OP-ED: Don’t blame video games for Newtown massacre

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By Paul Merritt, 11th Grade

A controversy about video gaming circulated recently among social networks and news commentators, arising from a mistaken report about who exactly had committed the Connecticut school shooting.  Ryan Lanza, now known to have been erroneously suspected, was thought to have committed this mass murder from what he’d learned playing the video game “Mass Effect 3.”

The deaths of 20 children and six adults dead were thus juxtaposed against one of Ryan Lanza’s many “likes” on Facebook, this particular video game trilogy.  Eventually it was learned that Ryan Lanza’s brother, Adam Lanza, had committed the murders, also killing himself and their mother.  Ryan Lanza, 24, lives in New Jersey and works at Ernst & Young in New York.

Avid news readers quickly jumped to blame the games’ publishers, BioWare and Electronic Arts, through strongly worded Facebook posts and emails, for making such a violent game that might be emulated and practiced by adolescents.

As some of you may already know, I’ve been a video gamer since I was roughly 5 years old, and my parents have worried from the outset what effect the games might have on me. According to Wikipedia.com, research published in 2001 suggested that “violent video games may increase mild forms of aggressive behavior in children and young adults. Analyses also showed that exposure to violent video games results in increased physiological arousal, aggression-related thoughts and feelings as well as decreased prosocial behavior.” At the time, the only concern should have been whether Pokémon had any effect on whether or not I’d become a poacher or animal-fighting enthusiast.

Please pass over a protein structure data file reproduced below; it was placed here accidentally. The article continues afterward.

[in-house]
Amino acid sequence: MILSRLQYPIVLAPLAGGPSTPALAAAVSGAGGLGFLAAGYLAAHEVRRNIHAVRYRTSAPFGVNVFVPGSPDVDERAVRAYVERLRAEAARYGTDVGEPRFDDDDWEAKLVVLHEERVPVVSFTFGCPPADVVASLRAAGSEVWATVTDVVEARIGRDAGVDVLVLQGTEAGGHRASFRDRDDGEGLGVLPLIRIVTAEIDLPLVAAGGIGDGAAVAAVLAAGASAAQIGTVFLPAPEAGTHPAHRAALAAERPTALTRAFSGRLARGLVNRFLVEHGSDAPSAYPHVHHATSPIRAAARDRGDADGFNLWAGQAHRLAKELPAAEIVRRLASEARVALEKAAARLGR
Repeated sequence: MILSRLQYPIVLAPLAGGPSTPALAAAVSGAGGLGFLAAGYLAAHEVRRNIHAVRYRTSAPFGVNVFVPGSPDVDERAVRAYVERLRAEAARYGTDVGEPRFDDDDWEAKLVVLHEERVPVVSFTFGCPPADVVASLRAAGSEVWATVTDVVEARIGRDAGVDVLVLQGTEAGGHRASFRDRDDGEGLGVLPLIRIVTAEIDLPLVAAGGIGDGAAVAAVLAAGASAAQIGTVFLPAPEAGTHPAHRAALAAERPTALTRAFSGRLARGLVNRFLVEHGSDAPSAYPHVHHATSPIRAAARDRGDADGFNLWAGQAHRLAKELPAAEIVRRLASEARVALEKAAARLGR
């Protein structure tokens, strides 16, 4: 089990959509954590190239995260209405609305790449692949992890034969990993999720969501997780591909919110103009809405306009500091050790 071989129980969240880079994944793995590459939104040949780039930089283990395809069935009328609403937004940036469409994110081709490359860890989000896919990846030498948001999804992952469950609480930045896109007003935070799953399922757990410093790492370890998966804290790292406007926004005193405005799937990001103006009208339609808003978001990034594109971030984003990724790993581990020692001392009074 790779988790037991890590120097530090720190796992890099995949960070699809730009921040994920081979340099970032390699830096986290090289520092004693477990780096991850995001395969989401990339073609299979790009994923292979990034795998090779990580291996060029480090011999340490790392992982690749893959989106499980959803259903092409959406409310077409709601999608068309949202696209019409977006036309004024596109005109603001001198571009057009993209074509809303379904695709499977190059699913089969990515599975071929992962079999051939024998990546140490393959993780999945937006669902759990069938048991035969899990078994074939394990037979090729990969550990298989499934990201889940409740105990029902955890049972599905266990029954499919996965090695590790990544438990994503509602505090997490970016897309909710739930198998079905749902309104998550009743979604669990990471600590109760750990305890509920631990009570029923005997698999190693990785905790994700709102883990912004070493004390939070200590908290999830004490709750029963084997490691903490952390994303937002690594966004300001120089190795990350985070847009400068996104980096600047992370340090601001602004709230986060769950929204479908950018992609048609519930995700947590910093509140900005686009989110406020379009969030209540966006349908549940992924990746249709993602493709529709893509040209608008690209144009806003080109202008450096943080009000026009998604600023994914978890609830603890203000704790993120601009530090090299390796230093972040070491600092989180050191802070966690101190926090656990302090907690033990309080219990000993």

Other research – cited in the same Wikipedia article – suggests that the earlier studies were flawed and that video games have no effect at all on crime, or that research is inconclusive. Several major studies, it found – including one by the Harvard Medical School Center for Mental Health —  “have shown no conclusive link between video game usage and violent activity.”

In reality, for me as for most people who play video games, they were an outlet for stress, frustration, and other emotions, as well as an escape into a fantasy where one could take more charge of their actions than in regular life. Video games haven’t had any sort of effect on me, or most gamers, in any violent sense, because we know that the virtual actions we commit are detrimental and punishable in reality, not to mention immoral. There are only a select few of the 100 million gamers, and only in the United States, who have committed such acts of violence.

Why punish a group of people for something that only a few people did? In the Middle East, are all Arabs terrorists? Should we hate all Arabs or Muslims for the small percentage that attacks the United States or Israel? No, that’s nonsense. It’s completely ignorant to relate one person’s reaction to a video game to everyone else’s. Clearly, there are other variables involved, such as the person’s upbringing, mental health, and so much more than just the video game that the one person among a vast population of players has played.

Ryan Lanza was found pretty quickly to be wrongly accused, and BioWare and Electronic Arts never had to make a statement. Many news sites such as Fox and Gamespot retracted their articles related to the video game and the shooting,  Maybe the rest of the video game community can be let off the hook as well.

 

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